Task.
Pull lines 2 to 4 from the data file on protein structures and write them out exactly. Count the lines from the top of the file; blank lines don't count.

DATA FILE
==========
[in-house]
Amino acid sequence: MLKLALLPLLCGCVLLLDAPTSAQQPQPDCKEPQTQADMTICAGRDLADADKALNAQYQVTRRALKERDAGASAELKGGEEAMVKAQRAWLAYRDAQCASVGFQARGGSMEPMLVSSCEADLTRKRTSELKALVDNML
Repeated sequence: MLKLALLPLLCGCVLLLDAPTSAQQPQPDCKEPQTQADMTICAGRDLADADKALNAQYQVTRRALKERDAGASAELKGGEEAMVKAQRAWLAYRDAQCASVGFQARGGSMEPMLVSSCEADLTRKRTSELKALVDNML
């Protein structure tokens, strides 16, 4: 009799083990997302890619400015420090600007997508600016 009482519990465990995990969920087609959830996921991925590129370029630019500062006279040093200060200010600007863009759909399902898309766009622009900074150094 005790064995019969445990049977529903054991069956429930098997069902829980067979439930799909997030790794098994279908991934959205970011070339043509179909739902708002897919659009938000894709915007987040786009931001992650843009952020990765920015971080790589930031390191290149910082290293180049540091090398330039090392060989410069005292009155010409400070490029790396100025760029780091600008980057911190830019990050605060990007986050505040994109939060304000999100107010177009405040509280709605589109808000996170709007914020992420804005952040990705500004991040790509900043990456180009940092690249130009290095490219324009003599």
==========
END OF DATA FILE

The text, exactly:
Amino acid sequence: MLKLALLPLLCGCVLLLDAPTSAQQPQPDCKEPQTQADMTICAGRDLADADKALNAQYQVTRRALKERDAGASAELKGGEEAMVKAQRAWLAYRDAQCASVGFQARGGSMEPMLVSSCEADLTRKRTSELKALVDNML
Repeated sequence: MLKLALLPLLCGCVLLLDAPTSAQQPQPDCKEPQTQADMTICAGRDLADADKALNAQYQVTRRALKERDAGASAELKGGEEAMVKAQRAWLAYRDAQCASVGFQARGGSMEPMLVSSCEADLTRKRTSELKALVDNML
């Protein structure tokens, strides 16, 4: 009799083990997302890619400015420090600007997508600016 009482519990465990995990969920087609959830996921991925590129370029630019500062006279040093200060200010600007863009759909399902898309766009622009900074150094 005790064995019969445990049977529903054991069956429930098997069902829980067979439930799909997030790794098994279908991934959205970011070339043509179909739902708002897919659009938000894709915007987040786009931001992650843009952020990765920015971080790589930031390191290149910082290293180049540091090398330039090392060989410069005292009155010409400070490029790396100025760029780091600008980057911190830019990050605060990007986050505040994109939060304000999100107010177009405040509280709605589109808000996170709007914020992420804005952040990705500004991040790509900043990456180009940092690249130009290095490219324009003599």